Brighton Magazine

The Brighton Magazine

Selected Brighton Magazine Article

Friday 25 January 2013

I V (intravenous): Diana Darby Crafts Her Very Own Colossus On Fourth Album Of Dark Gems

The floorboards creak. The windows flap back and forth in the pre-storm breeze. There's something in the walls; the ghost of an event long since played out to its grizzly conclusion. And all the while the Dansette plays the filmic and captivating new album, I V (intravenous), by Diana Darby.



Welcome to the hauntingly beautiful, strange and unsettling world of the Nashville-based one-take queen. 

She"s the modern day equivalent of Sylvia Plath; poking a lyrical stick into the dark woods of our darkest consciousness. 

This isn"t pop, this isn"t some cheap commercial-baiting wannabe. This is the soundtrack to what comes after the party years. This is the comedown. This is the truth lying bloody and convulsing by the side of the crossroads. 


Diana Darby"s last seven years – the time it has taken her to follow-up the majestic The Magdalene Laundries – have been littered with both catastrophes and misfortune.

She sustained neck and back injuries after being rear-ended in a hit and run. Her constant canine companion, Trouble, died suddenly, and her parents fell victim to the ravages of old age.

Darby said back in 2005 that she writes because her upbringing "was a nightmare."

She continued: "My first love is poetry. But poets don"t make any money, (not that songwriters do either) so I chose song writing because it combines the best of both worlds for me… poetry and music. But I don"t consider myself just a songwriter. I think of myself as a writer."

This would explain her Plath-like turns of phrase. On I V (intravenous) opener "Trouble", the scene is set in the first verse: You are / looking for trouble / Looking for trouble / In this world .. before the unsettling payoff: .. You think / He will come to you / But you / Don't know what he'll do.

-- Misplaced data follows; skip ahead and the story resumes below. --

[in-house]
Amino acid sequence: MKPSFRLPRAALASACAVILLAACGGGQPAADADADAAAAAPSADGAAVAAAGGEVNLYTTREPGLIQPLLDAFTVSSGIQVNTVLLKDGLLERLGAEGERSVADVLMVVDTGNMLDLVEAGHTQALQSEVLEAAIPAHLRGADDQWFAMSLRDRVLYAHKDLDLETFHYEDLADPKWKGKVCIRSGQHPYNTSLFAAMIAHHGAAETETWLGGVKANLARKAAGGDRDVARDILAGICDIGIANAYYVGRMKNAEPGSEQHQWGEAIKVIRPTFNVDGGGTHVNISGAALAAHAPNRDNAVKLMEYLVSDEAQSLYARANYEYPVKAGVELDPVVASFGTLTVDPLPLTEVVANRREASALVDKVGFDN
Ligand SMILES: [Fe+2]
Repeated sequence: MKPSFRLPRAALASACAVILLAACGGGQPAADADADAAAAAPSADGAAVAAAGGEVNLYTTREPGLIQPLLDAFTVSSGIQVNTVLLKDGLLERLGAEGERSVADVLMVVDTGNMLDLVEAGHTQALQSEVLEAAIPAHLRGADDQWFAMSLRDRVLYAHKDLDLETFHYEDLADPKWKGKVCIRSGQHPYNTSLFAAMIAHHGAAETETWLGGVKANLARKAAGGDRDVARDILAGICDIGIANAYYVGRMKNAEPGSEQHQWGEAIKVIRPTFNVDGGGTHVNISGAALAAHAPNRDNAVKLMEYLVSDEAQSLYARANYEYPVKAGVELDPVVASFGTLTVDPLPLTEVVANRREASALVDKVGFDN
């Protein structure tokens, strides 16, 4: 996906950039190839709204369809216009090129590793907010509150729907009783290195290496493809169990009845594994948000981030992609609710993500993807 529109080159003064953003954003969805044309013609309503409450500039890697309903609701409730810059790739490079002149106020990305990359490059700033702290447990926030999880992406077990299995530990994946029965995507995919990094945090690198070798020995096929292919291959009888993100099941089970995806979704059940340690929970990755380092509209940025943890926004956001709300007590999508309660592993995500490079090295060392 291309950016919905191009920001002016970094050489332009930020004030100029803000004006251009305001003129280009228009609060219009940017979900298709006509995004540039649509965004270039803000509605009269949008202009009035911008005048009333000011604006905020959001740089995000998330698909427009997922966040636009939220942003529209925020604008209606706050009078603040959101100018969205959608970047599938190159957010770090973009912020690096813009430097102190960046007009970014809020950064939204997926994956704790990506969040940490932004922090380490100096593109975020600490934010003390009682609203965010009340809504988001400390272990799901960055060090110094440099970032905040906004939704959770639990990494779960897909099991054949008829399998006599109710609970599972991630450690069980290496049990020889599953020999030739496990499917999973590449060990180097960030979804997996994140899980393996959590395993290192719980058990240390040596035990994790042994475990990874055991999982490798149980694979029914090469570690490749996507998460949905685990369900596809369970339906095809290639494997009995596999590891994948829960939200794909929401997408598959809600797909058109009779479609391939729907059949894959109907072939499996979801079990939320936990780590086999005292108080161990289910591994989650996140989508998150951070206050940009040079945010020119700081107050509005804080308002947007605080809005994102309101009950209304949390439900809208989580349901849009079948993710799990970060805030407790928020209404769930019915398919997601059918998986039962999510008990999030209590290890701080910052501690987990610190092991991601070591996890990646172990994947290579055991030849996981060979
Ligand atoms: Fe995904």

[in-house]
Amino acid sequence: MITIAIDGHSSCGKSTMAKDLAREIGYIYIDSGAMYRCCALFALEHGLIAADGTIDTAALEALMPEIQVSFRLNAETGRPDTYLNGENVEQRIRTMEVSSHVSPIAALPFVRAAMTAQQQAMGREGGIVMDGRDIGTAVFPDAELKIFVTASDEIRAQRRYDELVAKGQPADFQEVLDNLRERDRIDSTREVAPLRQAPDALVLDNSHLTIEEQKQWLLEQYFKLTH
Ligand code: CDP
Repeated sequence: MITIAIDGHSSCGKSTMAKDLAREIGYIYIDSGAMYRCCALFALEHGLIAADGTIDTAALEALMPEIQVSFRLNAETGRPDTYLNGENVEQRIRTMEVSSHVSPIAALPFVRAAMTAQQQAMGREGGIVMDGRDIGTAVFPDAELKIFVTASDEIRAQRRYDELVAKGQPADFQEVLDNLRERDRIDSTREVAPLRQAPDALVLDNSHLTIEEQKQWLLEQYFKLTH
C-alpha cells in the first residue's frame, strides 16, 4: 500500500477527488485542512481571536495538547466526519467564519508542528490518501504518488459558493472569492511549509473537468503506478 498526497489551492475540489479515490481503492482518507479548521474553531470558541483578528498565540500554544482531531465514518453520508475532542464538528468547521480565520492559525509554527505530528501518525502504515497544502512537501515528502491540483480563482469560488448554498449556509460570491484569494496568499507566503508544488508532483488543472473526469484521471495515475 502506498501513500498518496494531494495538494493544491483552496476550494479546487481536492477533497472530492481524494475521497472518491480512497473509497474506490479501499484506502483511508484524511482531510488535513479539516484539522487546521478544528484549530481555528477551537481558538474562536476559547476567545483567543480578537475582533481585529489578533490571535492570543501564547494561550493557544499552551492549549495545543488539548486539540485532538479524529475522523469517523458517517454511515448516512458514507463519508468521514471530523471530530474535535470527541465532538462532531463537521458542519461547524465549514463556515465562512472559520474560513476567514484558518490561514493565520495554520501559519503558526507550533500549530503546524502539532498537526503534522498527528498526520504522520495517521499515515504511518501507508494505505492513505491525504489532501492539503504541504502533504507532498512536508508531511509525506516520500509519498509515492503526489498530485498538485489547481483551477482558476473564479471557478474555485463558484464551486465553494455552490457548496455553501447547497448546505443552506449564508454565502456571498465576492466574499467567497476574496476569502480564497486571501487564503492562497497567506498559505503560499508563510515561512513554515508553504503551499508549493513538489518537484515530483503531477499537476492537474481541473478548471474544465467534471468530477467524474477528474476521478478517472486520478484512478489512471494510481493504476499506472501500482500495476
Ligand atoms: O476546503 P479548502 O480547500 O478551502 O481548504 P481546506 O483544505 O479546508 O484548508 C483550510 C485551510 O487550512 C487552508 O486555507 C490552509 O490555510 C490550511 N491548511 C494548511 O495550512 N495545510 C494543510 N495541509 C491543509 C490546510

Even love doesn"t get the candyfloss and summer sun treatment. On 'If Love', our protagonist asks: If love were a girl / Would you mock her in vain / If love fell apart / Would you sew her again. The unseemly side of love, maybe. But the honest line, definitely. 

But it"s on the album"s standout cut, 'Heaven', that Darby seemingly soundtracks Jeanette Winterson"s recent revelatory autobiographical tale of childhood mental abuse. 


In Why Be Happy When You Could Be Normal, Winterson graphically details how she was beaten, she was often hungry, she was left all night on the doorstep and that she was not well loved.

The first verse of 'Heaven' reads: My mother tells me I will go to Hell /  My mother tells me that I won't be saved / My mother tells me that she is afraid / That I won't go to Heaven / I won't go to Heaven.

But it"s thanks to Darby"s understated melodies that the album"s strong lyrical content is able to shine through. 

She gently weaves her electric guitar lines behind her hushed vocal tones. It is a credit to all involved that it takes a look at the sleeve notes to reveal that it"s not a solo affair, but that in fact five other musicians are involved.

 I V (intravenous) is a medicine that needs to be taken as a whole. It drifts, but never plods. 

All the pieces fit together and as a body of work it lives up to Darby"s own take on her sound: "Fragile, delicate, quiet. In the realm of Nick Drake." Add to that majestic and thought provoking, and you have the modern day Darby all sewn-up (as if!).